Five months ago to the day, I predicted that the U.S. Supreme Court would uphold inter partes review (“IPR”) proceedings at the U.S. Patent and Trademark Office’s Patent Trial and Appeal Board (“PTAB”) as constitutional in Oil States v. Greene Energy. On April 24, 2018, the Court so-held.

Back in November, the questions at oral argument in Oil States raised numerous intriguing issues:

  • Whether IPR proceedings are “examinational” rather than “adjudicatory.”
  • Distinctions between “public rights” and “private rights.”
  • The relevance of 19th-century cases on patents, such as McCormick v. Aultman.
  • The interplay of due process, given a patentee’s usually-substantial investment in the patented invention and reliance on the patent grant.
  • Opportunities for subsequent appellate review.

So which of these became the deciding issues in the Court’s opinion? Ironically, Justice Thomas–who has been known to refrain from questions at oral argument and was the only Justice not to ask a question during oral argument in this case–wrote for the 7-Justice majority. Justice Gorsuch wrote a dissenting opinion.

First, the majority held that IPR proceedings do not violate separation of powers by invading the sphere of the Judiciary under Article III of the Constitution:

When determining whether a proceeding involves an exercise of Article III judicial power, this Court’s precedents have distinguished between “public rights” and “private rights.” Those precedents have given Congress significant latitude to assign adjudication of public rights to entities other than Article III courts.

Recognizing that the Court has not been clear on this distinction, the Court provided some clarity:

[T]he public-rights doctrine applies to matters “‘arising between the government and others, which from their nature do not require judicial determination and yet are susceptible of it.’” Inter partes review involves one such matter: reconsideration of the Government’s decision to grant a public franchise.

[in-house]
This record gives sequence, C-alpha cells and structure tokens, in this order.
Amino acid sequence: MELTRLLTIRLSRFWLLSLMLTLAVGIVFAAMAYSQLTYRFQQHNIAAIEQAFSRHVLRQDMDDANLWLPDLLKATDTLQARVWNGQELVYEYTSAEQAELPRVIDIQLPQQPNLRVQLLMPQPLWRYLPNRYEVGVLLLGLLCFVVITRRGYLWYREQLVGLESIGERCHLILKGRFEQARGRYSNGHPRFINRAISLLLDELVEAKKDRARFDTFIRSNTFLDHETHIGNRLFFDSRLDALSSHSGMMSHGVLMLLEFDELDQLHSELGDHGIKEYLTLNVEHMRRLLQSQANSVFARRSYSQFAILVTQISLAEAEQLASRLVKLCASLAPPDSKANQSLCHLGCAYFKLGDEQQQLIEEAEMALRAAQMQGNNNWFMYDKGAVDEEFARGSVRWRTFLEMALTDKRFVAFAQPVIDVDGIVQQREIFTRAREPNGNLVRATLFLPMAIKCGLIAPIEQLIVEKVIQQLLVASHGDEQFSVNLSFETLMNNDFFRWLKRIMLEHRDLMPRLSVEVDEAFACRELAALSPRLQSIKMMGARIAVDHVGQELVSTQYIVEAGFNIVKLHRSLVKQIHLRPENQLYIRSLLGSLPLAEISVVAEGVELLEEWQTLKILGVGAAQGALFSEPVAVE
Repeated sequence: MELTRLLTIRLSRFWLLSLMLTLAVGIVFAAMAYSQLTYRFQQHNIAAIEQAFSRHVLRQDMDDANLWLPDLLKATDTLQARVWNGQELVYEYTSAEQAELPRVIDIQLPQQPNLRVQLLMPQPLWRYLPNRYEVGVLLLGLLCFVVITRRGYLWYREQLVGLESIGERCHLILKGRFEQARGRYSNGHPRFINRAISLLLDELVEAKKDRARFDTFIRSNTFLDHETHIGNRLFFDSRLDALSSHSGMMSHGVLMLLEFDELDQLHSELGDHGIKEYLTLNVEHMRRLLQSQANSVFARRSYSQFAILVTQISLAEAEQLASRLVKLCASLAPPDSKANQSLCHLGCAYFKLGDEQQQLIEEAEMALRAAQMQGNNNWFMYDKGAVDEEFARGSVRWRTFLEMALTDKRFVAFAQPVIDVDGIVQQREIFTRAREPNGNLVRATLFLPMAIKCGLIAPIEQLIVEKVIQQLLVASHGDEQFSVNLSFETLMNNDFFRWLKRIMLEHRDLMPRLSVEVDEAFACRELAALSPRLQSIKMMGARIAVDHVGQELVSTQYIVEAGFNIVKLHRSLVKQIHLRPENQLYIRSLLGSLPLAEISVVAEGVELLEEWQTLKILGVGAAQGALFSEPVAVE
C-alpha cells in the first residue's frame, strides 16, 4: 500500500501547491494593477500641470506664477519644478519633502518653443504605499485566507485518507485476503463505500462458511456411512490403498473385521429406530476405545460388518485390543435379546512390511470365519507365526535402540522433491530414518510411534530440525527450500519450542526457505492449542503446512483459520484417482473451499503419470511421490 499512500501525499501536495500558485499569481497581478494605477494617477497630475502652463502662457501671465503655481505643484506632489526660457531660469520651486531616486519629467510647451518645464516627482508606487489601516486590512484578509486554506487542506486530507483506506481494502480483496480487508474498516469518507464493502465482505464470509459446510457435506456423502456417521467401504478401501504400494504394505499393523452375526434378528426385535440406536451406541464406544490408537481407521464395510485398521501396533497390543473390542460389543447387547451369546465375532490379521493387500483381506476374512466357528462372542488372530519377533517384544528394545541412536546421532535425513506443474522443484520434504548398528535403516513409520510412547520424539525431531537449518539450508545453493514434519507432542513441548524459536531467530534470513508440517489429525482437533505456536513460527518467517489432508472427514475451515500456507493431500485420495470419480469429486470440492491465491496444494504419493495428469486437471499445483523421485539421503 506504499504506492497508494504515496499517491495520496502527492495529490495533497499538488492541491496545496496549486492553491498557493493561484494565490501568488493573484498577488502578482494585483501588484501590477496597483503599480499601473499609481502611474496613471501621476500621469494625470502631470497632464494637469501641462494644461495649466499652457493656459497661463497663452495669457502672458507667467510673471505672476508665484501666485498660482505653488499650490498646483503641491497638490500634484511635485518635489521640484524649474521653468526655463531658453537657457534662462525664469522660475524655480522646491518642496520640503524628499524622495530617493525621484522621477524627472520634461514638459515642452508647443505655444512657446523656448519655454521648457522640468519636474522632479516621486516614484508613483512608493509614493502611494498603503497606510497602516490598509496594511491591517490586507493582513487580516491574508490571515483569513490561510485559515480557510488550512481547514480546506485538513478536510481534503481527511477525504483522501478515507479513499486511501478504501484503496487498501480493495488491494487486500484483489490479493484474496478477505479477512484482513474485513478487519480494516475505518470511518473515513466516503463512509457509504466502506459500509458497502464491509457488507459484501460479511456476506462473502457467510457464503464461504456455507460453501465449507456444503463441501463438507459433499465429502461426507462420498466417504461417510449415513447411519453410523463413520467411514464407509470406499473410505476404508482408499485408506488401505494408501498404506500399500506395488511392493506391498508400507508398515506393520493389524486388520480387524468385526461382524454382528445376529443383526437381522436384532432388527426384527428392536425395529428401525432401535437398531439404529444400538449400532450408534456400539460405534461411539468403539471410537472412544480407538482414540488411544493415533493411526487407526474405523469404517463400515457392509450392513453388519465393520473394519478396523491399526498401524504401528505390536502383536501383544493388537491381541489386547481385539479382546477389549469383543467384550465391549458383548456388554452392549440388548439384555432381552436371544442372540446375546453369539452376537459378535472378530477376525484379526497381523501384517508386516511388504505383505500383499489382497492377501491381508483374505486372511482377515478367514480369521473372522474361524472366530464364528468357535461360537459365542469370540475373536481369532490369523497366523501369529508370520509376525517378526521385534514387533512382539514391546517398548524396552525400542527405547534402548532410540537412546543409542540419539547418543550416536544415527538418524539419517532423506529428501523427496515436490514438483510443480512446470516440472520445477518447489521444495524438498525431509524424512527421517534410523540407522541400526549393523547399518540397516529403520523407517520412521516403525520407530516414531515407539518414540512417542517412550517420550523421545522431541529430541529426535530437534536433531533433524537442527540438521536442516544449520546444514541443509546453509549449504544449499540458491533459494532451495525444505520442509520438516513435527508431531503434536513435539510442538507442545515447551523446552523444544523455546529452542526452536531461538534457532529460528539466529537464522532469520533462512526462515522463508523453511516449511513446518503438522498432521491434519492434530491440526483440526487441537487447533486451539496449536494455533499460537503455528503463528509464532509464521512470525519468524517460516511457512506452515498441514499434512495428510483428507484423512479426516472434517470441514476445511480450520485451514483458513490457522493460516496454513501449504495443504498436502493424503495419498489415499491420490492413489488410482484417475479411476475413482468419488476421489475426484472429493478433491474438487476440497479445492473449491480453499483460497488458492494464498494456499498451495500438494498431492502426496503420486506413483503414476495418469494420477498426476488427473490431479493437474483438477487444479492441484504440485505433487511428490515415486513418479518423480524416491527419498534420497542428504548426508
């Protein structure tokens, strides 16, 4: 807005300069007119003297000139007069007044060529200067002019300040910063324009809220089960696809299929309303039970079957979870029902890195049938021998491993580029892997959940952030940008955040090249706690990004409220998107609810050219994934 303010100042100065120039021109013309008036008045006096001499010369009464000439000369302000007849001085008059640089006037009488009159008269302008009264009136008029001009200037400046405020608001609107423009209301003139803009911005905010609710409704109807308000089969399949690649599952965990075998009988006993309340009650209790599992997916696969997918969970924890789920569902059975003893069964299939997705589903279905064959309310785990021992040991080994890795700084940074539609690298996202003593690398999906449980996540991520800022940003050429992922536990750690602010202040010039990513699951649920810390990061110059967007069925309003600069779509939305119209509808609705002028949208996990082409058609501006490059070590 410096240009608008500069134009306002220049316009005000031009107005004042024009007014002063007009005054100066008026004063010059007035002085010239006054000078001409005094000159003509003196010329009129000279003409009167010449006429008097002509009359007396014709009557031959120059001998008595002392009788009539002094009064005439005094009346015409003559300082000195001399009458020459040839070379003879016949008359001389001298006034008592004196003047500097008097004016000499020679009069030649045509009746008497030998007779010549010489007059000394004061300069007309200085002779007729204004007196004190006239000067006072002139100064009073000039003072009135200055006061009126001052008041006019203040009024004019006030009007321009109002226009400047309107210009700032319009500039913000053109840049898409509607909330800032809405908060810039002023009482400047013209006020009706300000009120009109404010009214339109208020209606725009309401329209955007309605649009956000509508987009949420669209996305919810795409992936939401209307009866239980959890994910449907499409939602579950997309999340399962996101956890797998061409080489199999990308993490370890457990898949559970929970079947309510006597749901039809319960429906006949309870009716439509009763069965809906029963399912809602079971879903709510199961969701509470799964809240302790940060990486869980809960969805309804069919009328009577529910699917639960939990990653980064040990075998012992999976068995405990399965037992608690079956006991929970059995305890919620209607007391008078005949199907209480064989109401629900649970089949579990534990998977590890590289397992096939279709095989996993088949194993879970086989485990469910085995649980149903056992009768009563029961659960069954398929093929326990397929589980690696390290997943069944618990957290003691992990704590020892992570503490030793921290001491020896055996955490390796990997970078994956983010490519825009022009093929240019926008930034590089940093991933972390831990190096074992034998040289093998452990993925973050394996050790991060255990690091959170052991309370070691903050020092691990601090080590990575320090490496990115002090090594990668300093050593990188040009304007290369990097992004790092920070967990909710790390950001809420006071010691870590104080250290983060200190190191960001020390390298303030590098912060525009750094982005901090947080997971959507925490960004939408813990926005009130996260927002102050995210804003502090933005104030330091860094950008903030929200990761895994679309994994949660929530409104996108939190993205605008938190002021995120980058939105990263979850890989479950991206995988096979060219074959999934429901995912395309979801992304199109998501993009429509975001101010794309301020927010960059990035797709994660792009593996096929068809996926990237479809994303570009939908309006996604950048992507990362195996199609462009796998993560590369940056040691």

Inter partes review falls squarely within the public-rights doctrine. This Court has recognized, and the parties do not dispute, that the decision to grant a patent is a matter involving public rights—specifically, the grant of a public franchise. Inter partes review is simply a reconsideration of that grant, and Congress has permissibly reserved the PTO’s authority to conduct that reconsideration. Thus, the PTO can do so without violating Article III.

The Court went on to incorporate Article I, Section 8, Clause 8 of the Constitution, which gives Congress the power to “promote the Progress of Science and useful Arts, by securing for limited Times to Authors and Inventors the exclusive Right to their respective Writings and Discoveries”:

Congress can grant patents itself by statute. And, from the founding to today, Congress has authorized the Executive Branch to grant patents that meet the statutory requirements for patentability. When the PTO “adjudicate[s] the patentability of inventions,” it is “exercising the executive power.”

Inter partes review is “a second look at an earlier administrative grant of a patent.”  The Board considers the same statutory requirements that the PTO considered when granting the patent…. So, like the PTO’s initial review, the Board’s inter partes review protects “the public’s paramount interest in seeing that patent monopolies are kept within their legitimate scope,” Thus, inter partes review involves the same interests as the determination to grant a patent in the first instance.

The primary distinction between inter partes review and the initial grant of a patent is that inter partes review occurs after the patent has issued. But that distinction does not make a difference here. Patent claims are granted subject to the qualification that the PTO has “the authority to reexamine—and perhaps cancel—a patent claim” in an inter partes review. Patents thus remain “subject to [the Board’s] authority” to cancel outside of an Article III court.